President Nana Addo Dankwa Akufo-Addo has said that democracy in Ghana, under the 4th Republic, has yielded numerous dividends to the country.
That, he indicated, is manifest in the fact that it has banished the spectre of instability that had disfigured much of Ghana’s early existence.
Addressing the nation yesterday on the commemoration of the 30th anniversary of the holding of the Referendum that approved the 1992 Constitution, the President noted that prior to 1992, “Ghana had sampled almost every form of governance known to man”.
“We experienced, from these events, a weakening of the sense of self-confidence and progress of the Ghanaian, which was evidenced by the fact that components of the Human Development Index or life expectancy rates, access to education and per capita income indicators, at the time, were not commensurate with our vast potential,” he said.
He recalled that with Ghanaians expressing widespread will to have the decade-long ban imposed on party political activities lifted, the then PNDC military government, led by Flt Lt J.J Rawlings, set up the National Consultative Assembly in May 1991, and tasked the body to prepare a draft a constitution for the country.
He recounted further that in the ensuing referendum, 3,408,119 Ghanaians voted “Yes”, representing 92.59% of the vote, to return our nation to democratic rule, as opposed to 272,855 voting “No”, representing 7.41%.
“The Constitution, overwhelmingly approved in the Referendum, set up a liberal, democratic state, founded on the separation of powers, with exclusive power in the Judiciary to superintend and enforce the Constitution, and protect the fundamental human rights of the citizenry.
“The coming into effect of the 1992 Constitution was promulgated with immense, popular backing, and, on January 7 1993, His Excellency Jerry John Rawlings, Chairman of the erstwhile PNDC, was sworn into office as the 1st President of the 4th Republic,” he added.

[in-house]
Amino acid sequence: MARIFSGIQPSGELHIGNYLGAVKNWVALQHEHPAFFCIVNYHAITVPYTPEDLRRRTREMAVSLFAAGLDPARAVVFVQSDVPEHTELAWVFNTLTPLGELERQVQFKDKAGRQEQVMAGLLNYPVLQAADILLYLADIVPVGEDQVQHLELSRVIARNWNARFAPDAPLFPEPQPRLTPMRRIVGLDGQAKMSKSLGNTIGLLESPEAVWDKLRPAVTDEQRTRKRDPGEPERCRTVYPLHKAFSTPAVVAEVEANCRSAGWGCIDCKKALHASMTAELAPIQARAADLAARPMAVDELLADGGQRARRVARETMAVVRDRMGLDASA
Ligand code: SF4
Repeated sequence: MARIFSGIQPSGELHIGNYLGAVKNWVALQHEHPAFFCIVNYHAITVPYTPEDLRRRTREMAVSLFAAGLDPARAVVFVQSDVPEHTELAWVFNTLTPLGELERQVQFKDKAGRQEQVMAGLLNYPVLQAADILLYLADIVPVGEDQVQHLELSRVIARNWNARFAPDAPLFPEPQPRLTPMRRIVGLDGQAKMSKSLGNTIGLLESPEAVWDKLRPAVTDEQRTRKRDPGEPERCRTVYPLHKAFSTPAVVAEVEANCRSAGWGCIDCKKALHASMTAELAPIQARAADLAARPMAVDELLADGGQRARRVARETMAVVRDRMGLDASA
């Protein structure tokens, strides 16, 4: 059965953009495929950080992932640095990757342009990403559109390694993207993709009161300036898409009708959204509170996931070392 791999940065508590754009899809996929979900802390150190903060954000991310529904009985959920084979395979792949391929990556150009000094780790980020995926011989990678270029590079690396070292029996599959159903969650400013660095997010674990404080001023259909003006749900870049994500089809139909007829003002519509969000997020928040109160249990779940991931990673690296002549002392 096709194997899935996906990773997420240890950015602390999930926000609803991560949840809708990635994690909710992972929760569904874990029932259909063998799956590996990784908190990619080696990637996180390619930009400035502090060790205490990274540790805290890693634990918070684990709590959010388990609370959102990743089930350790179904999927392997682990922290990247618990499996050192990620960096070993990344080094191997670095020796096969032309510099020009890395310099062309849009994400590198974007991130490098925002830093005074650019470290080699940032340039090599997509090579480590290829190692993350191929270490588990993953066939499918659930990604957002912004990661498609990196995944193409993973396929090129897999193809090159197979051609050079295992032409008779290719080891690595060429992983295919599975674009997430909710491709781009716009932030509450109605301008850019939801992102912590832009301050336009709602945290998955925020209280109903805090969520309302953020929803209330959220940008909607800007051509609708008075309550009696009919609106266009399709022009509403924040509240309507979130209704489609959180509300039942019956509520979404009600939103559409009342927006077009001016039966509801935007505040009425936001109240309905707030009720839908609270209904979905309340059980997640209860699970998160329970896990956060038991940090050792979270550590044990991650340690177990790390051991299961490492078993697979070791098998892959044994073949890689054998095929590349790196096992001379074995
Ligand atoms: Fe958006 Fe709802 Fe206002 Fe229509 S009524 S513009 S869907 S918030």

The President recalled with nostalgia that, since then, Ghana had experienced the longest, uninterrupted period of stable, constitutional governance in her history, banishing the spectre of instability.
He pointed out that over the last 30 years, Ghana had witnessed sustained growth in every facet of her national life, culminating into considerable improvements in the Human Development Index.
He added that with democracy had come equality of opportunity and respect for human rights and the rule of law, ideals which have stood the test of time in most part of the world, and which have now found firm anchor in Ghana’s body politic.
“We have had five Presidents in the history of the 4th Republic, with peaceful transfers of power from a governing to an opposition party on three separate occasions. Even when there was disagreement with the outcome of an election, it was the Supreme Court, on two occasions, rather than the streets, that validated its result. We are, arguably, the most stable democracy in West Africa,” he added.
The President cautioned the youth obsessed with gangster politics that “there are no short-cuts for the progress and prosperity of our country”, stressing that only “hard work, creativity, innovation, a sense of enterprise and unity in the nation can produce the accelerated economic development for all”.
Faith in democracy
To this end, the President urged Ghanaians to renew their trust in democracy, and bear in mind at all times, the oft-cited statement, that “the price of liberty is eternal vigilance.”
“I say so because there are some, who for their own parochial and selfish interests, would want to see a return to the dark days of authoritarian rule. Simply because, with no respect for the Ghanaian people, they are either unwilling to subject themselves or their vision to the open scrutiny of the Ghanaian people, or because they know they will be rejected by the Ghanaian people, hence, seek a shortcut to office and power.
“Let us strengthen our resolve to resist such persons for our own common good. Notwithstanding all the gains made in the 4th Republic, Ghanaians must acknowledge that the country has not reached the potential she should have,” the President said.
The biggest challenge facing the nation, according to him, continues to be how we can decisively eradicate poverty as face challenges in the performance of our public services.
“We face threats, traditional and contemporary, to our nation’s security and social stability, in the form of chieftaincy conflicts, land disputes, ethnic conflicts, cyber security issues, youth unemployment, economic hardships, and corruption in our public life,” he admitted, calling for collective effort in dealing with communal conflict.
He intimated, however, that “the basic commitment to resolving these challenges, within the framework of due process and democratic institutions, must remain unshaken,” adding that he is confident that, God-willing, the challenges will be overcome.